Loaded field for men's 10-meter Olympic diving
By BETH HARRIS,
Updated August 10, 2012
LONDON (AP) It won't be a sweep, but China will try and claim its seventh gold in the last diving event of the London Games.
China has won all but one diving event at the Olympics, and now it's up to Lin Yue to try and finish strong when the men's 10-meter platform preliminaries kick off Friday.
But he'll have plenty of competition.
Defending Olympic champion Matthew Mitcham of Australia heads a deep field, and he knows something about beating China. Mitcham upset the Chinese to win four years ago in Beijing, preventing the host nation from sweeping all eight diving gold medals then, too.
China was on track for a sweep in London until Russia won the men's 3-meter springboard title.
Qiu Bo of China, the platform champion at last year's world championships, and Tom Daley of Britain, the 2009 world champ, are also expected to make a run at the title.
David Boudia of the U.S., who won silver at last year's world meet, and Sascha Klein of Germany, the bronze medalist at worlds, are serious contenders, too.
Others in the medals mix include 2008 bronze medalist Gleb Galperin of Russia and countryman Ilya Zakharov, who beat China to win gold on the springboard in London. He was the first non-Chinese diver to win that title since the 1992 Barcelona Games.
Mitcham was the only non-Chinese diver to win in Beijing, thanks to a final dive that recorded the biggest score in the sport's history. The Australian has told his Twitter followers that he would plunge naked off the 10-meter platform if he defends his title at these games.
The British fans will be squarely behind Daley, whose father, Rob, died of brain cancer last year. The younger Daley finished fourth in platform synchro with partner Peter Waterfield in London, but made a mistake that dropped them off the medals podium.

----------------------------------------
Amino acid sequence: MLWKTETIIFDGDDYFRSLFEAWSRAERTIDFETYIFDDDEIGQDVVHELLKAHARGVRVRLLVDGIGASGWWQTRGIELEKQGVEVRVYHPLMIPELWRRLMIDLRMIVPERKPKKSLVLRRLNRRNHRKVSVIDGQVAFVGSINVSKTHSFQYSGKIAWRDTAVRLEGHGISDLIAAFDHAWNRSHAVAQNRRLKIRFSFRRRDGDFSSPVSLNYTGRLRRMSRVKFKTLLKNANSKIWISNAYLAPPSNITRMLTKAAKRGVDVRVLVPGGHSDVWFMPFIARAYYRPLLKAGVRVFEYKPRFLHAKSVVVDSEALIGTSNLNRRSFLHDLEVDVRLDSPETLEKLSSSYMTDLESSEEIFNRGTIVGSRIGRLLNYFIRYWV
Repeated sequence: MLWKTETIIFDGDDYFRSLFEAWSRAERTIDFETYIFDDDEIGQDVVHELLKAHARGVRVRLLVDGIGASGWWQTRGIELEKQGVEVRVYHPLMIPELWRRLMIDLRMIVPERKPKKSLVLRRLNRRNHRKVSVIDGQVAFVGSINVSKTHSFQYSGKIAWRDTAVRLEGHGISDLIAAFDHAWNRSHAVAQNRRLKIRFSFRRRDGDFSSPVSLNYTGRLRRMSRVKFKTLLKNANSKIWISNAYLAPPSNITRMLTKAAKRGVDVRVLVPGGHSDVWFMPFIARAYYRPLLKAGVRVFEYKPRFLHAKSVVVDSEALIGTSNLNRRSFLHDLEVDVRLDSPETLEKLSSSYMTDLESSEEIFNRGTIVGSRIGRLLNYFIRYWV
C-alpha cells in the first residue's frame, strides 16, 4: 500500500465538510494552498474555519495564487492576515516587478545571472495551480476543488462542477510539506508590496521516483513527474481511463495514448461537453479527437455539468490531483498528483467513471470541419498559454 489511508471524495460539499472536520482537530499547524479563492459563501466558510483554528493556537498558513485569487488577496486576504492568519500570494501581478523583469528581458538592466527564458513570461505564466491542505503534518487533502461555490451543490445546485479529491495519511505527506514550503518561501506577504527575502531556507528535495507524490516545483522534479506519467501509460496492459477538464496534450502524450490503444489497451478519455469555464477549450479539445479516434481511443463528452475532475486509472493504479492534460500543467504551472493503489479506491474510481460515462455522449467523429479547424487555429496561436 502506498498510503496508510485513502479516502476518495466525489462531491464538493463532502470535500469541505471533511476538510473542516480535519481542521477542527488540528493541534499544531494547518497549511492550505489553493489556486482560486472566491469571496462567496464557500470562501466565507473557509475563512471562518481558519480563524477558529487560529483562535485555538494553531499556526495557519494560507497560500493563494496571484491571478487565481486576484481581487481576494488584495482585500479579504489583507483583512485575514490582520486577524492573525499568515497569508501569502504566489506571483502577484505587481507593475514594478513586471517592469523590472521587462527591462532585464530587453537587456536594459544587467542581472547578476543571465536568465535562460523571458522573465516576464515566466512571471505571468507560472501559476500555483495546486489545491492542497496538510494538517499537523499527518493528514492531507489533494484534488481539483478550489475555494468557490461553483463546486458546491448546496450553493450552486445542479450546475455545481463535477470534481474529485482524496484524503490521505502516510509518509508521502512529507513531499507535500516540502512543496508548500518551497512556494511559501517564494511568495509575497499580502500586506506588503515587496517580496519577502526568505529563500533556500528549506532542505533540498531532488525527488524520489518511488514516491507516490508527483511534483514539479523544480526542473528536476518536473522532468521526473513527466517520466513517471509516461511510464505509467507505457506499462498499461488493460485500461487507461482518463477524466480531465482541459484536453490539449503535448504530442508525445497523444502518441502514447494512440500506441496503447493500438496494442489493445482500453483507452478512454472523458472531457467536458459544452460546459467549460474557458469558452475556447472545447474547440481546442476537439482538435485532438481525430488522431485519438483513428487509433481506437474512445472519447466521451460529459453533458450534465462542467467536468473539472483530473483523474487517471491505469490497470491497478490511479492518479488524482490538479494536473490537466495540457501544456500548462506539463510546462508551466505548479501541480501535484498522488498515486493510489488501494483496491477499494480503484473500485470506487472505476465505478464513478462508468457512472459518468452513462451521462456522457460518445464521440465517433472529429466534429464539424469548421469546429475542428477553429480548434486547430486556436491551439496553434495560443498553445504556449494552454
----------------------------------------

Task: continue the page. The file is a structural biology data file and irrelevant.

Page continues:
China earned its sixth gold medal at the games in women's 10-meter platform on Thursday. Chen Ruolin became the fourth woman to win titles in the event at successive games. The 19-year-old completed a sweep of the platforn events that she won four years ago.
"I'm very relaxed," Chen said through a translator. "It's like it's not the Olympic Games. I feel no high pressure."
Chen totaled 422.30 points during the five-dive final, winning by 55.80 points. She earlier won gold in the 10-meter synchronized event.
"I feel very pleased to have another gold medal for China," she said.
Chen was dominant through all three rounds of the competition. She finished the morning semifinal with a 47.35-point lead, although scores from the earlier rounds didn't carry over.
She earned 9.0s for her last dive, a back 2 1/2 somersault with 1 1/2 twists pike. She got out of the pool, took her traditional bow and walked away without waiting for her scores.
When Chen was introduced as the Olympic champion, she walked around the podium and shook hands with the other medalists before taking the top position.
"She's unbelievable," silver medalist Brittany Broben of Australia said. "She deserves it. She works so hard. She dives the best of anyone."
Broben, a 16-year-old diver competing in her first Olympics, finished second at 366.50. She jumped up and down and ran to hug her coach after realizing she had earned a medal.
"Please don't pinch me because I never want to wake up. It's amazing," she said, wearing an Australia flag featuring a boxing kangaroo around her shoulders. "My coach was holding his breath on the last dive."
Broben's legs were shaking as she walked out on the 33-foot tower to do a back 2 1/2 somersaults with 1 1/2 twists pike. She was fourth and needed a solid score to get into the medals mix. She got it, totaling 81.60 points.
"My coach was like, 'Whatever happens, happens. Have fun,'" she said. "But I knew it had to be pretty good to get a medal."
Pandelela Pamg of Malaysia won the bronze at 359.20 for her country's first Olympic medal in diving and first in any sport besides badminton.
"Diving is not as famous as other sports," Pamg said. "I hope this will inspire other youth to take up this sport and support the Malaysian team."
Pamg has been busy in London. She took eighth in 3-meter springboard synchro and seventh in 10-meter synchro.
Pamg didn't advance out of the 10-meter preliminaries four years ago in Beijing. At the 2009 world meet, she and her partner won bronze in the synchro event, becoming the first Malaysians to win a world medal.
"I'm very proud and very honored to win the first medal for Malaysia," she said. "I hope Malaysians are proud of me."